Bafana: Mostly scoring goals between bed posts

2014-01-26 10:00

A few months before the 1998 Fifa World Cup, then Bafana Bafana coach Philippe Troussier paid a meet-and-greet visit to the newspaper I was working for at the time.

Later, over lunch with the editorial executives, he was quizzed about the team’s prospects at its inaugural World Cup, the quality of South African football and his observations about the state of the beautiful game here. Ever the frank and forthright speaker, Troussier did not hold back.

In his heavily accented English, the Frenchman spoke excitedly about the commitment of footballers in west Africa, where he had spent years coaching. He contrasted the passion and drive of players there with the lackadaisical approach of their South African counterparts.

Having coached Kaizer Chiefs during a previous spell in this country, he was disparaging about the mentality of South African soccer players and their prioritisation of bling and stardom over the improvement of their performance.

He told of how west Africans would arrive at training exhausted after bus and taxi rides to the club grounds but would still give 200% of their physical and mental energy to the task at hand.

So committed to winning were they, he commented, that they cried rivers of tears when they lost a derby or a Cup final. This passion was missing in South Africa, where players would be seen cracking jokes and going partying after losing big games.

“Ze only time I ever see ze South African player cry is one day when ze thieves break into Doctor Khumalo’s car and stole his R16?000 speakers,” he said wryly.

That was in 1998, a time when big name players earned a fraction of the salaries paid by Premier Soccer League clubs today. Ironically, the higher the salaries went, the poorer the standard of the football on the field became.

South Africa?boasts of having one of the richest leagues and the best TV production standards in the world, but has done little to motivate players to raise their standard of play.

Compare the number of goals scored on any given weekend with some of the leagues we have the privilege of watching on TV. Compare the number of footballers from poorer African nations plying their trade at big European clubs with those from the continent’s economic powerhouse.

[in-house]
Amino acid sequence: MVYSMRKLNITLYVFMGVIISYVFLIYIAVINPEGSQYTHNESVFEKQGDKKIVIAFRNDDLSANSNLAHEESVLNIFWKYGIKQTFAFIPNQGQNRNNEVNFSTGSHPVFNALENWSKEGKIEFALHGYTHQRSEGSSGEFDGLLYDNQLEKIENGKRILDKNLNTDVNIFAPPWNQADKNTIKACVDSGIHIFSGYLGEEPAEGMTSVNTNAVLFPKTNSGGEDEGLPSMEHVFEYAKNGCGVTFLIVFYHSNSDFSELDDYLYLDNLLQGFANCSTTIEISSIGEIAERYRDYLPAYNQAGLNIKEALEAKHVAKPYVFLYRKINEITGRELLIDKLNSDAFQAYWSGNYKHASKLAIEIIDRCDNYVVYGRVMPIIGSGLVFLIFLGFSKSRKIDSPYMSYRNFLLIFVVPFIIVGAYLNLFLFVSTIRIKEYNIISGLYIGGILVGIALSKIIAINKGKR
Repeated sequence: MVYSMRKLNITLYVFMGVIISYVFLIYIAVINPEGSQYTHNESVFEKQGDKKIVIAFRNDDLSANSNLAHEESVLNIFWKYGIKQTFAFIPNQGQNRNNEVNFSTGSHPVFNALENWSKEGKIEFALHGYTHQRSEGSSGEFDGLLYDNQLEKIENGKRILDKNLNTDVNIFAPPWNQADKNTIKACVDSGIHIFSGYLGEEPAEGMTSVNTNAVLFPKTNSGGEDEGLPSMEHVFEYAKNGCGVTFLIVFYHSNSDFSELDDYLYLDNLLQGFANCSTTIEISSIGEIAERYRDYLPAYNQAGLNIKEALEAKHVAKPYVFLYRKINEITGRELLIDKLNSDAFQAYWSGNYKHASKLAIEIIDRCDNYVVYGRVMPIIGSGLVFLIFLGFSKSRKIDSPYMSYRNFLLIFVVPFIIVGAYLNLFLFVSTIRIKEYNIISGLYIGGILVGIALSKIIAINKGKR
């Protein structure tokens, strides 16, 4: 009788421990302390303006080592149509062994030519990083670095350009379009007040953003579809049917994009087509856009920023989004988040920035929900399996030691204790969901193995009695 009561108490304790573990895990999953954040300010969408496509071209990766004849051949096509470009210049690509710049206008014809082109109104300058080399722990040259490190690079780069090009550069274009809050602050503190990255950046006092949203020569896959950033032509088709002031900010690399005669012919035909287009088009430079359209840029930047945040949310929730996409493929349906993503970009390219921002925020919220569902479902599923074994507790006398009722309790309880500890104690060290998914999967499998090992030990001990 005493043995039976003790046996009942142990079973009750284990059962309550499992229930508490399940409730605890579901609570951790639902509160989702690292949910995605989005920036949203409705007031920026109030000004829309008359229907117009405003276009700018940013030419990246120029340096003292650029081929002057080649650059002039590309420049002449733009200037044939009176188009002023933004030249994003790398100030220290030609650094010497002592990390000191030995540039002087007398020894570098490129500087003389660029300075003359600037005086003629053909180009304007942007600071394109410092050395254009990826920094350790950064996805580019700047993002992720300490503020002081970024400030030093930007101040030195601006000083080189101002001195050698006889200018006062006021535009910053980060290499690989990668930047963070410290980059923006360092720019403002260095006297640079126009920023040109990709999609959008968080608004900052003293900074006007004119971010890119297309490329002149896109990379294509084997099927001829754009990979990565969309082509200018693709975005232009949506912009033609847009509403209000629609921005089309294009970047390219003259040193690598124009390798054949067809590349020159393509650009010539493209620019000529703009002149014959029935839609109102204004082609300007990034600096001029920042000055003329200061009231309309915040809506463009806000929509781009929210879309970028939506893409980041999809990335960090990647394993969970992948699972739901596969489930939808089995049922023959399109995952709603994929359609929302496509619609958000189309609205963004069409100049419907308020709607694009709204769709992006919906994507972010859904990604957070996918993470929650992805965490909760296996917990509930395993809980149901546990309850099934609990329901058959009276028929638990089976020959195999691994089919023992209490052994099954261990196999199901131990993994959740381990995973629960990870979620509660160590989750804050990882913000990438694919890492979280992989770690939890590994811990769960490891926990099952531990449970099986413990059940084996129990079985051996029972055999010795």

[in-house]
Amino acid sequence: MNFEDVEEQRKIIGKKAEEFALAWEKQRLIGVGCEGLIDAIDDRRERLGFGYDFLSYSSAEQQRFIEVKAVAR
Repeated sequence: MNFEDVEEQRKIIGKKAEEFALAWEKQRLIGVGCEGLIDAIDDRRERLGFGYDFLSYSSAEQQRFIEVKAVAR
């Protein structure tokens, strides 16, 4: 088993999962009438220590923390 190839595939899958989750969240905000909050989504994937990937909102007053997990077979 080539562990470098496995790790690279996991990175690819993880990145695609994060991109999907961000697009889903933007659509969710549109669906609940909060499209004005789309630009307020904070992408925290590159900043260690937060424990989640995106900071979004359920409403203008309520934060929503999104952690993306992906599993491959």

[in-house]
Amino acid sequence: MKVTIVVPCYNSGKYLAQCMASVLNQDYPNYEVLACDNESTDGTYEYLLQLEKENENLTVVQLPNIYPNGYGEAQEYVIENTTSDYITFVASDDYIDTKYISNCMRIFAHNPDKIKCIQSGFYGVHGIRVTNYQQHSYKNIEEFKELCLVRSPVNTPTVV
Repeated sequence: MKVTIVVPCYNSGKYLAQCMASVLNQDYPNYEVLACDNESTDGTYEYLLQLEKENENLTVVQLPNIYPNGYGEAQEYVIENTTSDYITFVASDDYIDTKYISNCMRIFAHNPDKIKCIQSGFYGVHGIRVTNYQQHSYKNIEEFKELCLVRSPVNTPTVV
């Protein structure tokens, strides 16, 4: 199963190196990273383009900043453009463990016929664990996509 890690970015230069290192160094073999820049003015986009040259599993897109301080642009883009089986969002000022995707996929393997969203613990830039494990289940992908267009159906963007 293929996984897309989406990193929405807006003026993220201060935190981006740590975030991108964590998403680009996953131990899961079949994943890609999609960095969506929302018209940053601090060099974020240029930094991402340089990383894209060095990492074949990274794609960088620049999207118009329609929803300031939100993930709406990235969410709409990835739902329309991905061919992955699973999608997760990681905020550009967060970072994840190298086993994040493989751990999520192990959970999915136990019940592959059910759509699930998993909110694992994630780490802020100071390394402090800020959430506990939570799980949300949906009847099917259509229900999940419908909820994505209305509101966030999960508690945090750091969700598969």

And then also look at how our Fifa ranking compares with ramshackle countries that hardly deserve to be called nations. After doing these comparisons, get a box of tissues and weep.

The parlous state of our football is not a result of a lack of talent or resources. This country is as spoilt with footballing talent as the Venezuelan fashion industry is spoilt for beauty.

(If this comparison doesn’t make sense to you, do a Google search for “Venezuelan models”.)

Resources are also in abundance. We have some of the most high-tech sports centres in the world and our tertiary institutions churn out top-notch experts in areas such as nutrition, physical fitness and other disciplines required for producing superior athletes. We have magnificent coaches who have acquired high-level grades.

Much blame for the poor state of football has been attributed to poor leadership. This is only partly true as many of the countries that dominate African and global football also have chaotic administrations. Nigeria and Brazil are prime examples of this.

The greatest cause of our crisis in football and one that we have to confront head-on is the mentality of our players.

They are just not hungry enough for glory. Most of them get drunk on stardom and relish being recognised at shopping centres and scoring in bed much more than scoring on the football pitch.

Wrapping your arms around the waist of a Minnie Dlamini or a Kelly Khumalo is a greater prize than hanging a winner’s medal around your neck. This is the attitude that needs to be tackled if we are to move out of this state of mediocrity.

So hats off to Sports Minister Fikile Mbalula for wielding his hostel-dweller sjambok and lashing the Bafana players this week. It was about time.

» Makhanya is editor at large

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